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Egypt Scraps Sugar Import Tariff Measure After Industry Probe

Sept. 4 (Bloomberg) -- Egypt scrapped import tariffs on raw and white sugar, applied last year as a measure to protect its domestic industry, after finding lower capacity utilization and profitability weren’t caused by increased imports.

The country dropped a duty of 17 percent on imports of raw sugar, based on cost, insurance and freight and with a minimum of 591 Egyptian pounds ($84.62) per metric ton, and a 20 percent duty on white sugar, with a minimum of 713 pounds per ton, an online filing to the World Trade Organization showed.

Egypt is Africa’s third-largest sugar importer, behind Algeria and Nigeria, according to U.S. Department of Agriculture data. The country introduced the import duties in December, after a preliminary investigation indicated a rise in imports was hurting domestic sugar producers, and scrapped them again after a probe that ended Aug. 20.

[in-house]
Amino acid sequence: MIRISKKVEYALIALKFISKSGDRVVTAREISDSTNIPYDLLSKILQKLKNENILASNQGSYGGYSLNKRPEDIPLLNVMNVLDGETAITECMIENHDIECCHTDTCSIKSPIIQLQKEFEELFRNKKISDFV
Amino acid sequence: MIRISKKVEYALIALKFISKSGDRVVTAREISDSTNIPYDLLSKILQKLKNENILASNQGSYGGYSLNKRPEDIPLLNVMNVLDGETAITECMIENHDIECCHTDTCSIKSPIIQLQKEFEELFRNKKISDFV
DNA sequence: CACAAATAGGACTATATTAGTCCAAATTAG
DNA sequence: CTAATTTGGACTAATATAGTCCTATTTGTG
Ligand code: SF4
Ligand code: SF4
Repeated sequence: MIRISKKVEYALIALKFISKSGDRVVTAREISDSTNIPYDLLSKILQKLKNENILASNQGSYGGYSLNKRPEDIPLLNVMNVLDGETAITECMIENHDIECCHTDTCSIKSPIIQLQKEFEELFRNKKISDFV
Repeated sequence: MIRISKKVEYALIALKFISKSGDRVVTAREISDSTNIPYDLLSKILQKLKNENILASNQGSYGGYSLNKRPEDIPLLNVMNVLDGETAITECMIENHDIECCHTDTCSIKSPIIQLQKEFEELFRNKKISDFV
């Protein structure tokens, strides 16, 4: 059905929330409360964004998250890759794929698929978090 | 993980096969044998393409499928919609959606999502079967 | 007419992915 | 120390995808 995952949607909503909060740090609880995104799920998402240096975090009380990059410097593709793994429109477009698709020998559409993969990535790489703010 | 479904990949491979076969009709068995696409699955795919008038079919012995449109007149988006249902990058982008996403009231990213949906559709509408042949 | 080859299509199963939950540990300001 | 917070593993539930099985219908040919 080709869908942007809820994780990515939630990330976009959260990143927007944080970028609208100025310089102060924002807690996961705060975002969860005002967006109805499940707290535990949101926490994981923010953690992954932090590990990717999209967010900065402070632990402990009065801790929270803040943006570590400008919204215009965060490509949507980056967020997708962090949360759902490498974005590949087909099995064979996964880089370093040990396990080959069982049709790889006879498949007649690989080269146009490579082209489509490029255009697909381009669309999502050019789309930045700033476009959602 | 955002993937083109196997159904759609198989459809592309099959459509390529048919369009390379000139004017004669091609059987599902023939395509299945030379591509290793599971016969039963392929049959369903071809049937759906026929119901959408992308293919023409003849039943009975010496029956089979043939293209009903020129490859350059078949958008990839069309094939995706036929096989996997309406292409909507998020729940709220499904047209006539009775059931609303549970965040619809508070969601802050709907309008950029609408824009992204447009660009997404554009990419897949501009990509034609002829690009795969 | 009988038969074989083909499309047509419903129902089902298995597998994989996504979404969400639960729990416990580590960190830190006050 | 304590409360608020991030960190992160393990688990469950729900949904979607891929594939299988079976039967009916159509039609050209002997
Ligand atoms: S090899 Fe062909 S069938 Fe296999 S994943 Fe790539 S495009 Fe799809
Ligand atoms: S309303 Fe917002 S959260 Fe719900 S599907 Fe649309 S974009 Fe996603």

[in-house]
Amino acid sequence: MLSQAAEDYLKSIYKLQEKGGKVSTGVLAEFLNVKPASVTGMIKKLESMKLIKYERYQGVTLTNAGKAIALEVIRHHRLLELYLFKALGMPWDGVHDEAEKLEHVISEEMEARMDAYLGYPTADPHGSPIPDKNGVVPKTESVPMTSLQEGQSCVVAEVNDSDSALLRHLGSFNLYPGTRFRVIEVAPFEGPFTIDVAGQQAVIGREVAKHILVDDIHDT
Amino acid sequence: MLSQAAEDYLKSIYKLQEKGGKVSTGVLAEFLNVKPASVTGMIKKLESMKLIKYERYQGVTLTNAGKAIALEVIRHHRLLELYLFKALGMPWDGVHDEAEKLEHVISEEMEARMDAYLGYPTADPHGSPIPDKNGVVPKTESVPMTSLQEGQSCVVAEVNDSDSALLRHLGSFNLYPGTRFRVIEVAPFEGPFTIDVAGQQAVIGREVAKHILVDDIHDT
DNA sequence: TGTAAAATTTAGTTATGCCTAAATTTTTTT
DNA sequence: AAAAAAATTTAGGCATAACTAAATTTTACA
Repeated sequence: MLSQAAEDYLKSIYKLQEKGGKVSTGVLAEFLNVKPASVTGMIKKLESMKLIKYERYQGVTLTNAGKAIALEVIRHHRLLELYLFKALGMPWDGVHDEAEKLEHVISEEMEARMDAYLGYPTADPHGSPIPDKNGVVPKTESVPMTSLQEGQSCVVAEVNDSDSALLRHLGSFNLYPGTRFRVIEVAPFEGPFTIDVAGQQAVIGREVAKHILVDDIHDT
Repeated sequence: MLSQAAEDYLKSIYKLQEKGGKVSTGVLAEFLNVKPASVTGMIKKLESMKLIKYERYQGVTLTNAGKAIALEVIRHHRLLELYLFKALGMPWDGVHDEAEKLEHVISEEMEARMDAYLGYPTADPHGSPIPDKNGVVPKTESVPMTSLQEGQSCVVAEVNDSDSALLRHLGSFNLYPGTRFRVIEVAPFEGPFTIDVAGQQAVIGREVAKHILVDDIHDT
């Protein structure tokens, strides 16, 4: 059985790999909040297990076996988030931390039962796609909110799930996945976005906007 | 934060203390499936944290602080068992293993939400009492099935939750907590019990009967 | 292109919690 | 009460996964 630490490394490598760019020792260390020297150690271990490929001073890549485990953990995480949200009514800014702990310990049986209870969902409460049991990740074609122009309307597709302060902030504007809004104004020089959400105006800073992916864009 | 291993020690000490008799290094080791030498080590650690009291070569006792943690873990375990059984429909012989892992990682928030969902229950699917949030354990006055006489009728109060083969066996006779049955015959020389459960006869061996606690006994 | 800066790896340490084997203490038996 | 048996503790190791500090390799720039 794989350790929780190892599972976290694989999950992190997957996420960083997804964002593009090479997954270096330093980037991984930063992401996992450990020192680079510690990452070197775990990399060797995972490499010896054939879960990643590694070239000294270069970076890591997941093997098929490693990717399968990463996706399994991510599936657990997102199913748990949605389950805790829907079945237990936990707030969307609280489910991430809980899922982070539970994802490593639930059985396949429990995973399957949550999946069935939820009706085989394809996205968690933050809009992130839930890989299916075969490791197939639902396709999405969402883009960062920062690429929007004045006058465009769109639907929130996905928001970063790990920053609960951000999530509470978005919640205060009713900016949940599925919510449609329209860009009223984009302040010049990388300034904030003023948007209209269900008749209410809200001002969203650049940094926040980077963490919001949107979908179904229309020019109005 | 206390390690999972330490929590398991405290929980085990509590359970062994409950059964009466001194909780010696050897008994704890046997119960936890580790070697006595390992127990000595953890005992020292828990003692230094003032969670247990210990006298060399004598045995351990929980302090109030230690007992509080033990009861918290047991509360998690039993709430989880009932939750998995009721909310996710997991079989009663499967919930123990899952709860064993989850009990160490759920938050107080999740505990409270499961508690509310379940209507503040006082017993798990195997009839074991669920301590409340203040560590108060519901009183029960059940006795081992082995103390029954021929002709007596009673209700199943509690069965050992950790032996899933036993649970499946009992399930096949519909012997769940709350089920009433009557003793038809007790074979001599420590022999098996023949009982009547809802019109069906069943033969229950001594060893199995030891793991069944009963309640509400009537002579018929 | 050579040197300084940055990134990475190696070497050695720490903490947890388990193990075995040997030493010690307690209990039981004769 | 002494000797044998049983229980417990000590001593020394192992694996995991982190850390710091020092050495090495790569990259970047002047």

“The injury suffered by the domestic industry is not due to the increased imports, but due to other causes,” Egypt wrote in a filing dated Aug. 30 and published on the WTO’s website yesterday, without providing details.

To contact the reporter on this story: Rudy Ruitenberg in Paris at

To contact the editor responsible for this story: Claudia Carpenter at

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